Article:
And this is a worldwide phenomenon. Twitter and Facebook are clearly enhancing their images in the revolution in Iran, where few media reports mention radio or television except to dismiss the state-run broadcast services, but all talk about the role of the new media.  I recently visited India on vacation, and was struck to see the ubiquity of the cell phone, being sold and used in even the tiniest villages, with 3G wireless services available in the remote countryside, far from the major cities.  And people were not just talking, but texting and using other online services everywhere.  And while there is commercial radio, I almost never heard it being played.  When I asked one of our guides about whether the typical resident of India listens to the radio, he said, yes, many of the older people still listen.

The new media is not a fad.  It is not going to fade away. Its adoption in remote towns in America or elsewhere in the world cannot be wished away.  Broadcasters now have the opportunity, when they still have the brands that many still find relevant, to stake out positions on the new media frontier, and to drive traffic to their sites. I know that other companies that do not have broadcast stations are already trying to grab that territory, so it won’t be there for long.  Now is not the time for broadcasters to be timid.  Grab the revolution, become part of it.  Don’t let the inevitable march of technology leave you as an historical relic.

David Oxenford is a partner in the law firm of Davis Wright Tremaine in its offices in Washington DC.  David represents broadcasters, webcasters and other digital media companies on FCC regulatory matters, in transactions and in connection with music rights issues.  He writes about these issues on his blog: www.broadcastlawblog.com

Internet Radio: What Do Younger Listeners Want?

By Michael Schmitt

In reading and covering radio and Internet news for RAIN: The Radio and Internet Newsletter, I’ve come across a lot of frustration over my generation. Generation Y, The Millenials, the Echo Boomers, whatever you want to call us, we’re radio-less, meaning, we never grew up with a cherished radio station, never rushed home from school to hear a radio program or hear what new hits are playing. But as I have a foot in both camps, and spend my days writing about radio’s transition into the digital medium, maybe I can offer some youthful perspective on how to best target the new generation. Here’s how one new 20-something sees it:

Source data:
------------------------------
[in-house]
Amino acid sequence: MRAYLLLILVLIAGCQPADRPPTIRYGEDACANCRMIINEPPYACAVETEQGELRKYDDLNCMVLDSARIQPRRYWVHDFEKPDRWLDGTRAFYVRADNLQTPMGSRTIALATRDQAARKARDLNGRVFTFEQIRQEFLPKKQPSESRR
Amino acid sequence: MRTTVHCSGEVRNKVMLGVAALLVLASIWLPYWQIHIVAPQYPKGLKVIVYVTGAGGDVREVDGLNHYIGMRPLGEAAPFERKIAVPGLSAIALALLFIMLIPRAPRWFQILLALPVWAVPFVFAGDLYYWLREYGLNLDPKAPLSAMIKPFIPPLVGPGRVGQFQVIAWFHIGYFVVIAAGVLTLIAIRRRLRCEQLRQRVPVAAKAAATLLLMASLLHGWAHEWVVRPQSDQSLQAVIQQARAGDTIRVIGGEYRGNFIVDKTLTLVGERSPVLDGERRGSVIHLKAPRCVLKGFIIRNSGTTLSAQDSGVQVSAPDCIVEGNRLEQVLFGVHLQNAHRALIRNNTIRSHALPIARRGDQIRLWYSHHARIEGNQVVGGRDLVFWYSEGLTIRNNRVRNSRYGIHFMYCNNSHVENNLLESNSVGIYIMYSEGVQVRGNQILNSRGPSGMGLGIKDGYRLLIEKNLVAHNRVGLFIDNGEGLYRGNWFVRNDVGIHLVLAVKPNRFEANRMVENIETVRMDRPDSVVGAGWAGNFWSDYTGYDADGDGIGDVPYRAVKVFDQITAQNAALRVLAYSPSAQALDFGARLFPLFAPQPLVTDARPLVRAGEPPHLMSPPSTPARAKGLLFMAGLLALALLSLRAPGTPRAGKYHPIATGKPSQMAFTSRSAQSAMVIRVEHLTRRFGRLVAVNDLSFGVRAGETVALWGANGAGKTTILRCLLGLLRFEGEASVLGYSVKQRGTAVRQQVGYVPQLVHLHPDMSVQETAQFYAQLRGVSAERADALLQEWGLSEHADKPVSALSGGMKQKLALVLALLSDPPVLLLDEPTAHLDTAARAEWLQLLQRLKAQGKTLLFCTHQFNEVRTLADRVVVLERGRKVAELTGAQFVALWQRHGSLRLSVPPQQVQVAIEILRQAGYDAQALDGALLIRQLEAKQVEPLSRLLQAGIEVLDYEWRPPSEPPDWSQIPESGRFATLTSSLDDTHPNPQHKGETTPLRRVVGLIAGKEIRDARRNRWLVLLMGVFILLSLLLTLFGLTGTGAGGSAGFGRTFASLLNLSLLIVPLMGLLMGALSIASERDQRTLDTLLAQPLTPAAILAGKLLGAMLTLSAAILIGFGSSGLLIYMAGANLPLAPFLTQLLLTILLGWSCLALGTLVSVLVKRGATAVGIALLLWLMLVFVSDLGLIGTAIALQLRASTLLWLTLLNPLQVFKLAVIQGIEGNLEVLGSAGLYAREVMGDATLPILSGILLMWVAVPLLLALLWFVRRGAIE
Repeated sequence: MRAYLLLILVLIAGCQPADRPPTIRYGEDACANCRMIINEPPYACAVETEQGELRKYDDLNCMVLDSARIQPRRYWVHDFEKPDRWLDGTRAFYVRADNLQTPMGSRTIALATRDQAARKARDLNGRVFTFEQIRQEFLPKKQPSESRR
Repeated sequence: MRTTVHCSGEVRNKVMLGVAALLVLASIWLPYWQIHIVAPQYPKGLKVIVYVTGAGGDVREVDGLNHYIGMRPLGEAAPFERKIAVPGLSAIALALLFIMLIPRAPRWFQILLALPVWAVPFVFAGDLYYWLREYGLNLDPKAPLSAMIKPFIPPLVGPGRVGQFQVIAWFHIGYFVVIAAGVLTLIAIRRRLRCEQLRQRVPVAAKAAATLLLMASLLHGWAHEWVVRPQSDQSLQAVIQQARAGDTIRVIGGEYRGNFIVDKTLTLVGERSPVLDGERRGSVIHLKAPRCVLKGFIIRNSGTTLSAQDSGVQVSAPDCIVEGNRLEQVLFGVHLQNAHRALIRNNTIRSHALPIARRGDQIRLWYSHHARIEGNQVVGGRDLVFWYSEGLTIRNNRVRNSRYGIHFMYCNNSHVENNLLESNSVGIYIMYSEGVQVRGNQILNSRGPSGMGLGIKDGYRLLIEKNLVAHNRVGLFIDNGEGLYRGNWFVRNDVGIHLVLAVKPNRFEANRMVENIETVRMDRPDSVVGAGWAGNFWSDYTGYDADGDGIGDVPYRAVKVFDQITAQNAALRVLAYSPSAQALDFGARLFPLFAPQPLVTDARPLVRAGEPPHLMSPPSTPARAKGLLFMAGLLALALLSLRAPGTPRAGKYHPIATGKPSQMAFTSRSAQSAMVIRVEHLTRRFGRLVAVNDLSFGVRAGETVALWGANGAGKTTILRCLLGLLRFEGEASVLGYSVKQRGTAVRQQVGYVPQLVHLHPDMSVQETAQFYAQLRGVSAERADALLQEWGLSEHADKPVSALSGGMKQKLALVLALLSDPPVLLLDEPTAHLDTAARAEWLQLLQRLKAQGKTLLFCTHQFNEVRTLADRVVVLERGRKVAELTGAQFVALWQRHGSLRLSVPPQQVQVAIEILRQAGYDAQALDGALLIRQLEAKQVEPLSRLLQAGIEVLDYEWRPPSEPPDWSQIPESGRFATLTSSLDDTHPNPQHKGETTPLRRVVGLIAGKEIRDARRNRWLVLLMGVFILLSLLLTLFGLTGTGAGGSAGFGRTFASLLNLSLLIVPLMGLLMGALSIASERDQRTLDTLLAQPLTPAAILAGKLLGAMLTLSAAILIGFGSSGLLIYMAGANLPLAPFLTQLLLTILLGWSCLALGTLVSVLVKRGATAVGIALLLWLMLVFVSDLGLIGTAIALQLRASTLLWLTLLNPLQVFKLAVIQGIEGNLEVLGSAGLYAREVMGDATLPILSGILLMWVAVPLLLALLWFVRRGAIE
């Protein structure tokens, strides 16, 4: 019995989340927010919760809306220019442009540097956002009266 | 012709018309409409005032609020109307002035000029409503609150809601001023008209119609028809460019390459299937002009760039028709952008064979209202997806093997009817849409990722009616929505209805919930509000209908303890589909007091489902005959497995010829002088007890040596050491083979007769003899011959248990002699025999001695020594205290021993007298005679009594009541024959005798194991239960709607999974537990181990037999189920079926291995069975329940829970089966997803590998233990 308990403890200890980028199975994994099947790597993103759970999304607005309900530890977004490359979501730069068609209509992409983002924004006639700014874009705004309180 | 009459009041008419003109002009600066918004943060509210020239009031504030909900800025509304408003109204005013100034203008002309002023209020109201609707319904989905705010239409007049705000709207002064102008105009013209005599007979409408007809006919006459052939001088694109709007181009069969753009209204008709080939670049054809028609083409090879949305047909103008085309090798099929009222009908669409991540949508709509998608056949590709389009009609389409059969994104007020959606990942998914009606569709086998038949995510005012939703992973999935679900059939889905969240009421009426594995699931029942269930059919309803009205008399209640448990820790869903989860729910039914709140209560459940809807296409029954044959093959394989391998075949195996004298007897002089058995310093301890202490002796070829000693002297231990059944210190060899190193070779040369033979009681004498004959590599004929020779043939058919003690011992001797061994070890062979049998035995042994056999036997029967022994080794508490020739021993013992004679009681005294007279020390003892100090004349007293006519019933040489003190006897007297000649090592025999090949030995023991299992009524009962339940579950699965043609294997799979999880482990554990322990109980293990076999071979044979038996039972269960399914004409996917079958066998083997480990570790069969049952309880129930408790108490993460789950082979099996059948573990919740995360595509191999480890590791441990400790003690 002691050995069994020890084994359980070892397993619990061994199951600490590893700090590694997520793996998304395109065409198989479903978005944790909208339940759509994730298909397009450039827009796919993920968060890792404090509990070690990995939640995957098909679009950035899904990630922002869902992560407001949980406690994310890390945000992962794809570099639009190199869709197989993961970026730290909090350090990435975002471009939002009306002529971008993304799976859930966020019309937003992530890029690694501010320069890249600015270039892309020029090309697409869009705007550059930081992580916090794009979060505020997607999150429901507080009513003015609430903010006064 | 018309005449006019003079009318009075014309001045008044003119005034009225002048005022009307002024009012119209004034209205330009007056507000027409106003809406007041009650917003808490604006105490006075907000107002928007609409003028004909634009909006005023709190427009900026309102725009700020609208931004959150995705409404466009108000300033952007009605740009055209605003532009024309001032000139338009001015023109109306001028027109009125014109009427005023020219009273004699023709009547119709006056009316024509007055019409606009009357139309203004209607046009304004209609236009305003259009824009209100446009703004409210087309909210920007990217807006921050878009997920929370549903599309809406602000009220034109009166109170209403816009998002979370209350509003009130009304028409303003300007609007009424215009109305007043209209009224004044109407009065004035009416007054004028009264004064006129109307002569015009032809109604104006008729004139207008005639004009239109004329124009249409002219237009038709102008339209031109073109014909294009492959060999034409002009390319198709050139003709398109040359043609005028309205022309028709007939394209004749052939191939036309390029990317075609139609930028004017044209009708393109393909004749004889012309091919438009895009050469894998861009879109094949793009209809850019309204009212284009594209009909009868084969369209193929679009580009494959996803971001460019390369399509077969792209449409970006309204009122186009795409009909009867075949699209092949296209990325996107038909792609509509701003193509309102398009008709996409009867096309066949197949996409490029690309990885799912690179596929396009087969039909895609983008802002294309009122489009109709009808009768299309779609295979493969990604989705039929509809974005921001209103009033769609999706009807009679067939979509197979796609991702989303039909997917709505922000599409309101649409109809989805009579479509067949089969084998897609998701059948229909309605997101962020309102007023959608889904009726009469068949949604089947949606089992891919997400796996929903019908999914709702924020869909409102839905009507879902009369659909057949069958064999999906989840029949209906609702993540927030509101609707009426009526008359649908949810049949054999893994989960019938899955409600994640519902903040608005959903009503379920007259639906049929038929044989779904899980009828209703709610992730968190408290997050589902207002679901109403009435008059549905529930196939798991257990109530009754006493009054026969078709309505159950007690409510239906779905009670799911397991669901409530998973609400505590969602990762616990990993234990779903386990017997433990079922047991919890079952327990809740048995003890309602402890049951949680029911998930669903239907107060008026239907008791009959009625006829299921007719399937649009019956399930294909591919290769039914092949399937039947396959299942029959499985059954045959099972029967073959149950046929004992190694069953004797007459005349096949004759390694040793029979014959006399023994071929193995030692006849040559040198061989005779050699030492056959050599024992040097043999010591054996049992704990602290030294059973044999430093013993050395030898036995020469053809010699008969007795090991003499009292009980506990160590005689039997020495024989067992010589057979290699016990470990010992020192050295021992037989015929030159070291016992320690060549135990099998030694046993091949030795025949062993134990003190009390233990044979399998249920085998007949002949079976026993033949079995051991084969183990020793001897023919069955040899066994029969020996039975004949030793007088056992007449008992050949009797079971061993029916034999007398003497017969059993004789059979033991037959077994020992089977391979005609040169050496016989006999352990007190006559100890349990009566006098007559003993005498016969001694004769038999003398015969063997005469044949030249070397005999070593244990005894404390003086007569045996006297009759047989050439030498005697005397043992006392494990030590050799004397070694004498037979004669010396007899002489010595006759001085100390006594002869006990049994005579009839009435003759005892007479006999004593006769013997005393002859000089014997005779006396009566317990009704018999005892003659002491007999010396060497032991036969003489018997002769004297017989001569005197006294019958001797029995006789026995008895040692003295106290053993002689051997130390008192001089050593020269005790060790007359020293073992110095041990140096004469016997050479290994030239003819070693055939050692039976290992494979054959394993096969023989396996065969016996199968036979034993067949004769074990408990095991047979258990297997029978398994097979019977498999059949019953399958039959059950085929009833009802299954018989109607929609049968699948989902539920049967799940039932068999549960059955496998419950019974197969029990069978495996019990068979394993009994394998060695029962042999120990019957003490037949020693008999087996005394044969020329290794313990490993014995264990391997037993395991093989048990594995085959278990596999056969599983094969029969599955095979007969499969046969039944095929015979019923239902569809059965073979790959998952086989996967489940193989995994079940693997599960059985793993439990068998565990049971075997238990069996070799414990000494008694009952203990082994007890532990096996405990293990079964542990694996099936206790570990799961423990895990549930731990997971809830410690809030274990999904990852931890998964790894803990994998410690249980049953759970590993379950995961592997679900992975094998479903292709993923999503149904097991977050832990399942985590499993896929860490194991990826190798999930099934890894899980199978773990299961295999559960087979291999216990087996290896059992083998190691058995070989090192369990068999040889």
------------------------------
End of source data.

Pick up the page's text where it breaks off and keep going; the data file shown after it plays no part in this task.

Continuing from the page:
– We know what we want

Whether it’s through the Internet, friends, magazines, or whatever, we’ve discovered what genres and artists we like. Music discovery  has shifted from radio to the Internet. I can find new artists on my own online. I know when new albums are coming out and I know what songs I like on that album. I don’t need singles to tell me what songs to like and I don’t need radio to inform me about new music. Perhaps most importantly, I’ll take music advice from my friend Elizabeth (or even from Twitter pal @christinajacobs) over some DJ any day, thank you very much.

— We know where to find better jukeboxes

If all a radio station offers is a continuous line of songs, broken here and there by commercial breaks or DJ chatter, I’m not interested. I have at least half a dozen other choices for jukebox-like playback, all of which cater specifically to me. I’m referring of course to Pandora, Last.fm, Imeem, iTunes’ Genius playlist creator and more. Heck, there’s even just the “Random” button on my iPod. Many of these allow me to continually shape my radio station as well, helping it adapt to my ever-changing likes and dislikes.

— We want more, please

This doesn’t mean that all we want out of music is a jukebox though. Far from it. Frankly, I’m tired of my Pandora channels. I want more. Remember how I said we know what we want? We also want more of it. Satisfy us. Give us something we can’t get from our iPods, our Torrent sites, our Pandora jukeboxes.

Here’s what radio can offer

Use your contacts and talent to create content I can’t get elsewhere. Interviews, in-studio performances, unreleased B-sides. Anything that goes beyond the album and gives fans of artists more of what they crave. I’ll tune in. And if you do it well, I’ll come back for more.

I was driving home late one night and — as I had forgotten to bring a CD along — was seeing what the radio had to offer. I came across an interesting interview with an artist, discussing how she had customized her Gibson guitar since getting it ten years ago. I was hooked. She turned out to be a blues artist – a genre I frankly can’t stand – but I listened to the whole interview and her in-studio performance. I actually sat in the car in my driveway until the segment concluded. Content like that is unique, interesting and attractive to music fans—no matter what generation they belong to.

Michael Schmitt  is Associate Editor of RAIN: The Radio and Internet Newsletter and Music Programmer for FuturePerfectRadio.